The second came when an apparent goal scored by Vladimir Tarasenko was nullified after a coach's challenge revealed that he'd been offside when he entered the zone. The goal, which would have given the Blues a 2-0 lead, was awful, an off-balance, bad angle wrister that never should have gotten past Lehtonen. It was one he definitely wanted back, and thanks to video review he did.
The deficit back to one, the Stars were in position to press for the equalizer late. Instead, they allowed the Blues to get a puck deep on the very next shift, then lost the battle for possession. And 43 seconds after the Tarasenko goal was disallowed, Stastny restored the two-goal lead with another soft-angle shot from the side of the net.
That one cut deep, but the real dagger was driven into their hearts by Elliott. With the Blues holding a 3-0 lead early in the second, he mishandled a puck behind the net, leading to a Keystone Kops routine out front. As he scrambled to get back into his net, Colton Sceviour pounced on the loose puck and whipped it toward the gaping cage. But instead of closing the gap to 3-1, he missed 20 feet of open space and hit Elliott's outstretched leg instead.
Moments later, Backes took advantage of some soft defensive coverage and a bad angle by Antti Niemi, in net to start the second after Lehtonen was pulled, to make it 4-0 St. Louis. And that was church for the Stars.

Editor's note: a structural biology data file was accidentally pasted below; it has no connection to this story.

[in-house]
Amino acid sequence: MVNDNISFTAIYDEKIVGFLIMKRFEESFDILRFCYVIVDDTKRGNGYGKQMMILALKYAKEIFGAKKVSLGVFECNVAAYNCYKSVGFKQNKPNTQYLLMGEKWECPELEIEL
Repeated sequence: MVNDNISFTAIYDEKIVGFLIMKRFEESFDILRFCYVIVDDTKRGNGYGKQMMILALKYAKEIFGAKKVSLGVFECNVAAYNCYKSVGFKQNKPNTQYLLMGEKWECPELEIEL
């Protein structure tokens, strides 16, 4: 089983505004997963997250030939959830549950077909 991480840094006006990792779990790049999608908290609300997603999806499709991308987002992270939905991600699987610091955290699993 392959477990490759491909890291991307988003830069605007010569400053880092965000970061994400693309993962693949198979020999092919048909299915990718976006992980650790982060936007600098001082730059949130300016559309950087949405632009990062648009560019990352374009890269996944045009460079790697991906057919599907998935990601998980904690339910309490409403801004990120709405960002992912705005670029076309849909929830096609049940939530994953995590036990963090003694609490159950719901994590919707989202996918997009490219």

Wait'll Next Year
At the beginning of season, the Stars' own radio adverts trumpeted that they were gunning for the playoffs. A modest goal, but hardly a sure thing. Dallas, after all, had missed the cut six of the previous seven seasons, and in the black-and-blue Central there are no guarantees, even for a young team on the upswing.
But the Stars gelled in a way no one saw coming. They became the poster children for puck possession and the league's highest-scoring team. By the time the regular season was over, they'd claimed a division title and posted the best record in the Western Conference. They followed that up with a first-round playoff win, their first since 2008, over the Minnesota Wild and advanced to a coin-toss Game 7 in the second round. And they checked those last two boxes while offensive spark plug Tyler Seguin (lower body) rehabbed on the sidelines.
There's no shame in losing this series. The Blues are an excellent team and the odds-on favorites to capture the Cup according to the bookmakers. And as Ruff noted after the game, sometimes you have to learn from losing.
But dropping this game the way they did, it's going to leave a mark. It was their third home loss of the series, which is bound to leave a bad taste in the mouths of a fickle fan base. And it almost necessitates a change in personnel. The one question facing this team coming into the postseason was whether or not it had playoff-caliber goaltending. There's no question now. It doesn’t. And they won't become a serious contender until they do.
Still, this is a team that has some incredible talent in the system, especially on the blue line. And it has one of the best general managers in the business in Jim Nill. They'll have a different look next year. And they'll set much higher goals.